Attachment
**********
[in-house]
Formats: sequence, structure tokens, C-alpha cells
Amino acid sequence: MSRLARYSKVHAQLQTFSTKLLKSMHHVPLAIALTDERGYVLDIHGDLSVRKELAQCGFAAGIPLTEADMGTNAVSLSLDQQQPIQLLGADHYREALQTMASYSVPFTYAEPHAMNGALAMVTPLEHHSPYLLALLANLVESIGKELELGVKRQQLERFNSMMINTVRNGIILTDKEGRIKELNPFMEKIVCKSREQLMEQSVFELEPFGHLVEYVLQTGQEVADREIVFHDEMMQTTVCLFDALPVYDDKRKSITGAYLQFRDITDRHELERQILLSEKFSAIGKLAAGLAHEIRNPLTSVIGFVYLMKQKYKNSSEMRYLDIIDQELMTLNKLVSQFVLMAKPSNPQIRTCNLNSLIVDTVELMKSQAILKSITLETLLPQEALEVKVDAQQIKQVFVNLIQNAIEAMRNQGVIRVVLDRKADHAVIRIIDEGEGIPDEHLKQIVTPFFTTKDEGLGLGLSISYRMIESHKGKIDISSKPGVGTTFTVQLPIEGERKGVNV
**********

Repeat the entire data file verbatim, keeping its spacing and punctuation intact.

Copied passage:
[in-house]
Formats: sequence, structure tokens, C-alpha cells
Amino acid sequence: MSRLARYSKVHAQLQTFSTKLLKSMHHVPLAIALTDERGYVLDIHGDLSVRKELAQCGFAAGIPLTEADMGTNAVSLSLDQQQPIQLLGADHYREALQTMASYSVPFTYAEPHAMNGALAMVTPLEHHSPYLLALLANLVESIGKELELGVKRQQLERFNSMMINTVRNGIILTDKEGRIKELNPFMEKIVCKSREQLMEQSVFELEPFGHLVEYVLQTGQEVADREIVFHDEMMQTTVCLFDALPVYDDKRKSITGAYLQFRDITDRHELERQILLSEKFSAIGKLAAGLAHEIRNPLTSVIGFVYLMKQKYKNSSEMRYLDIIDQELMTLNKLVSQFVLMAKPSNPQIRTCNLNSLIVDTVELMKSQAILKSITLETLLPQEALEVKVDAQQIKQVFVNLIQNAIEAMRNQGVIRVVLDRKADHAVIRIIDEGEGIPDEHLKQIVTPFFTTKDEGLGLGLSISYRMIESHKGKIDISSKPGVGTTFTVQLPIEGERKGVNV